Human Resources Blog - Spark Hire

Firing an Employee: The Right Approach

Firing an Employee: The Right ApproachFiring an employee is something that most managers dread.  Just the action and process itself is difficult, given that you probably had high hopes when you hired the employee.  However, having an underperforming or unhappy employee can be detrimental to your team.  As soon as you begin noticing the warning signs, you need to take immediate action.

Review your company’s policies

First, before doing anything, you should reference your company’s policies.  Most companies will have a process documented that will need to be followed before letting any employee go.  This is to ensure that the employee has been given a chance to correct any problems or behavior, and that the company has done everything legally required.

If in doubt or unsure of your company’s policies, it is best to speak with the person responsible for your company’s Human Resources.  It is better to ask questions rather than making assumptions when it comes to something as serious as this.

Identify the issue

Business Insider references several ways you can determine if it’s time to take the first step according to your company’s policy.  Perhaps you noticed that the employee has been constantly showing up late to work or is unable to complete work accurately on his own or in a timely manner.  Make sure that whatever it is that has gotten you to this point is not something petty, but that it is something which is affecting the employee’s performance or overall team production.

Address the issue with the employee

Once you have identified the problem, you need to communicate your concerns with the employee.  This can be a touchy issue, so you will want to make sure that you are following your company’s HR policy.

Typically, you may start out with a verbal discussion with the employee, finding out what is causing the issue.  A lot of times, this conversation is when you will find out if there are any underlying problems such as issues at home or health concerns, etc.  Sometimes, the employee may even be aware of the issue and just talking about it may resolve the problem.  Even though this is a verbal discussion between you and the employee, make sure you document notes afterwards.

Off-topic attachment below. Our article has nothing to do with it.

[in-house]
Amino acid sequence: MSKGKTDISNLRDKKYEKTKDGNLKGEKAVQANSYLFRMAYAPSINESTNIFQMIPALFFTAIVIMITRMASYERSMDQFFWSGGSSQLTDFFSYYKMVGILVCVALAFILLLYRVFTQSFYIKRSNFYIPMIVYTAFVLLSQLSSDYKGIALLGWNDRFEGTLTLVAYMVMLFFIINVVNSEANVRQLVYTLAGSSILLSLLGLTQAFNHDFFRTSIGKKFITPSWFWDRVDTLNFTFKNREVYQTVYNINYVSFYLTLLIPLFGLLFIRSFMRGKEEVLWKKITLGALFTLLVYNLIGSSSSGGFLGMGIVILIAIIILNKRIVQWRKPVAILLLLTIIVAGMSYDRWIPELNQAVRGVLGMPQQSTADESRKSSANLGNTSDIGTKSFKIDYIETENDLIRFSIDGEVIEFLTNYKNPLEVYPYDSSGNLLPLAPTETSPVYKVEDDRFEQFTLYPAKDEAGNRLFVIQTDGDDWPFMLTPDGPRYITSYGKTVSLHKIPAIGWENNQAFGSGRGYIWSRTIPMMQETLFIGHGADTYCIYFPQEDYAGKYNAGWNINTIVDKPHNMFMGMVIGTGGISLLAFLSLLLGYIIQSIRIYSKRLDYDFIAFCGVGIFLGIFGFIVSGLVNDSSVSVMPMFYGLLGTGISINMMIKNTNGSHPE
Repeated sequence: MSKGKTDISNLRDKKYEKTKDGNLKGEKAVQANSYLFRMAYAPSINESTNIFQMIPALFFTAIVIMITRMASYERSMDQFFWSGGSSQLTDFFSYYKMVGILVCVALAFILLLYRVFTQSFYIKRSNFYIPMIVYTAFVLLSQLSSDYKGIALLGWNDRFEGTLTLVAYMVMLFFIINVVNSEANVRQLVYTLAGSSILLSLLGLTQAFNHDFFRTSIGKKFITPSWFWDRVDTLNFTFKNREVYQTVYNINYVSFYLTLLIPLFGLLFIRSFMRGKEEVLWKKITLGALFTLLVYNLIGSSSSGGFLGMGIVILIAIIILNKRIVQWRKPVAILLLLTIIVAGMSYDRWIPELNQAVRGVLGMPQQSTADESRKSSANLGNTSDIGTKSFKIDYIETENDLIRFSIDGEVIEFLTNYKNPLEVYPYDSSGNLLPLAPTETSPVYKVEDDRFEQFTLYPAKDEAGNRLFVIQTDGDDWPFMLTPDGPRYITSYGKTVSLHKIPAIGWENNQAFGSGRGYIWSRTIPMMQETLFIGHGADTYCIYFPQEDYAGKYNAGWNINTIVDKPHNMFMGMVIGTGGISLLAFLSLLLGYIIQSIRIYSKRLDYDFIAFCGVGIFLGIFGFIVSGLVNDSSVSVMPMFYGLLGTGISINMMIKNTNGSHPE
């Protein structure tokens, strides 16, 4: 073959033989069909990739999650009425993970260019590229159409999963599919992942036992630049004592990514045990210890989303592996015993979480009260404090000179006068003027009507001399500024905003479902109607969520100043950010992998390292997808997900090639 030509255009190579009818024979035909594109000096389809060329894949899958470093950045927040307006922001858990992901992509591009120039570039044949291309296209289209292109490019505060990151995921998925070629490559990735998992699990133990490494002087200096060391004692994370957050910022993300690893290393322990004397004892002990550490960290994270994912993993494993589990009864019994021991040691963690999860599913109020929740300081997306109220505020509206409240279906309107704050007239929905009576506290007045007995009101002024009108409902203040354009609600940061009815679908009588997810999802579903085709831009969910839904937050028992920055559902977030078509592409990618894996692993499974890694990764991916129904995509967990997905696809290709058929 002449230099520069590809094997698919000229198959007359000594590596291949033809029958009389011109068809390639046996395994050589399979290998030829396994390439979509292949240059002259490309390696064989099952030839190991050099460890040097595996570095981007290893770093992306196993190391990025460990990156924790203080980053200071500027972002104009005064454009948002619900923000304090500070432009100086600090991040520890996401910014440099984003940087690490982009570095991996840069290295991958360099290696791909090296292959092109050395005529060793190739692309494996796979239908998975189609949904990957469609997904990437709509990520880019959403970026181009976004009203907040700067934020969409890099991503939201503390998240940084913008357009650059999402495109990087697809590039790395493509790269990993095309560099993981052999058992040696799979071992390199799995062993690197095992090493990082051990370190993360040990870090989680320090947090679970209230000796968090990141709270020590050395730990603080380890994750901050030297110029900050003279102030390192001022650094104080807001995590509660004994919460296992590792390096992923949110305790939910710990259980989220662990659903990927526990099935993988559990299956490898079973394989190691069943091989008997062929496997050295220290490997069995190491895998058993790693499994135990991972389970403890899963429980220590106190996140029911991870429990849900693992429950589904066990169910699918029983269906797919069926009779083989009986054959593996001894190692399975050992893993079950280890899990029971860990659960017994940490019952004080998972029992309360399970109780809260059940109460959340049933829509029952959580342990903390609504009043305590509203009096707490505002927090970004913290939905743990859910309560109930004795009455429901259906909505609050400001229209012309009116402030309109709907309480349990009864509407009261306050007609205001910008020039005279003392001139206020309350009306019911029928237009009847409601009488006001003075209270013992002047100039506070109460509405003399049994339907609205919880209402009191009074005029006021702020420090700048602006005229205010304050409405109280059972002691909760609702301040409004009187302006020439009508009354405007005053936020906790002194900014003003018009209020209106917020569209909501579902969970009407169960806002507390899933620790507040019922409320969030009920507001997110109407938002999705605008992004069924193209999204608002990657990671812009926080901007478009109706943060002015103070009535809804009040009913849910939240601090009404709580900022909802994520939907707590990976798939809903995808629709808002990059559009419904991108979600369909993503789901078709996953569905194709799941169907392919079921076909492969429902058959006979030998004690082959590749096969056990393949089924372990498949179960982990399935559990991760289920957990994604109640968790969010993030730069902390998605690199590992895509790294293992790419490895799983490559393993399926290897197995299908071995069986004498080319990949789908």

However, if this verbal discussion does not lead to improvement, usually it is time for written counseling.  Your company more than likely has a form and process for written counseling.  The purpose of this form is to address the problem with the employee, while providing a written plan and goals for improvement by a certain date.  It’s best if the employee has input in this plan, as it gives them buy-in and shows them that they have control over their success.  Make sure you and the employee have scheduled follow up meetings to assess the employee’s performance according to the plan.  It is important for both you and the employee to sign and date the written form, and for you to both have copies.

When it’s time to let the employee go

As Fox Business states, “firings shouldn’t come as a surprise.”  The purpose of counseling the employee and meeting with the employee several times prior, gives the employee the opportunity to improve.  If each conversation is the same and there is no improvement from the employee, it should not be a shock to the employee once the time comes to let him go.

Fox Business points out that you should treat your employees the way you want to be treated.  This is applicable each and every day, but also when counseling and firing employees.  When you fire an employee, it is best to do so in person, one on one.  Letting someone go over the phone, via email, or with others present is not recommended.  Remember to always remain professional, even if the employee becomes angry or upset.

What are some of the processes you follow when counseling or firing employees?  Please share your experiences in the comments below.

Image: dolgachov/

Julia Weeks

Julia is a skilled Recruiter with over 8 years of experience in sourcing, interviewing, and hiring within many industries globally. She works closely with hiring managers and job seekers to understand needs and desires, while offering guidance and ensuring the right fit. When not recruiting or writing, Julia enjoys spending time outside cycling, taking her dog for walks, or honing her sailing skills.